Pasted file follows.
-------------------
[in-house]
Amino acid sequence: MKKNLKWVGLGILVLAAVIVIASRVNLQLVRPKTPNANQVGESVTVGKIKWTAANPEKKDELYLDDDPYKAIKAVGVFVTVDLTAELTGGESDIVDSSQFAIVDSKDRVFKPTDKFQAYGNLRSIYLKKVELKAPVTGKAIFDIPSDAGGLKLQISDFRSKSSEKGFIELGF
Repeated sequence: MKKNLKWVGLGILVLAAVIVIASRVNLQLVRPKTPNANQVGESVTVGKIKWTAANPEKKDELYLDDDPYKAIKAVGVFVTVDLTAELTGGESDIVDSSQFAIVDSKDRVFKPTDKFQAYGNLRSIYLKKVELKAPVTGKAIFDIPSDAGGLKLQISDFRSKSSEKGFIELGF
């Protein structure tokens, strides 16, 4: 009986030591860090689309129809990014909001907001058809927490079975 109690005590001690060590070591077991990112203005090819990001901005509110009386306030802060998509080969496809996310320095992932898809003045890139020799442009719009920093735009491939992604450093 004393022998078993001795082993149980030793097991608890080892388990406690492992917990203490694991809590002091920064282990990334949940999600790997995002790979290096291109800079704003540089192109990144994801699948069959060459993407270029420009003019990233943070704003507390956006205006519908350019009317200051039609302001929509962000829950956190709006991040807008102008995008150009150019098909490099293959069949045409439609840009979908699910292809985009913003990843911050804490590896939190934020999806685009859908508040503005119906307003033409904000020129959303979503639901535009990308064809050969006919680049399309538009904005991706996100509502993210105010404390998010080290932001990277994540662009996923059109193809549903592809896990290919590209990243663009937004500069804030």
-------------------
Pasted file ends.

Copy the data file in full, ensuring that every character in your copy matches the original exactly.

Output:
[in-house]
Amino acid sequence: MKKNLKWVGLGILVLAAVIVIASRVNLQLVRPKTPNANQVGESVTVGKIKWTAANPEKKDELYLDDDPYKAIKAVGVFVTVDLTAELTGGESDIVDSSQFAIVDSKDRVFKPTDKFQAYGNLRSIYLKKVELKAPVTGKAIFDIPSDAGGLKLQISDFRSKSSEKGFIELGF
Repeated sequence: MKKNLKWVGLGILVLAAVIVIASRVNLQLVRPKTPNANQVGESVTVGKIKWTAANPEKKDELYLDDDPYKAIKAVGVFVTVDLTAELTGGESDIVDSSQFAIVDSKDRVFKPTDKFQAYGNLRSIYLKKVELKAPVTGKAIFDIPSDAGGLKLQISDFRSKSSEKGFIELGF
């Protein structure tokens, strides 16, 4: 009986030591860090689309129809990014909001907001058809927490079975 109690005590001690060590070591077991990112203005090819990001901005509110009386306030802060998509080969496809996310320095992932898809003045890139020799442009719009920093735009491939992604450093 004393022998078993001795082993149980030793097991608890080892388990406690492992917990203490694991809590002091920064282990990334949940999600790997995002790979290096291109800079704003540089192109990144994801699948069959060459993407270029420009003019990233943070704003507390956006205006519908350019009317200051039609302001929509962000829950956190709006991040807008102008995008150009150019098909490099293959069949045409439609840009979908699910292809985009913003990843911050804490590896939190934020999806685009859908508040503005119906307003033409904000020129959303979503639901535009990308064809050969006919680049399309538009904005991706996100509502993210105010404390998010080290932001990277994540662009996923059109193809549903592809896990290919590209990243663009937004500069804030």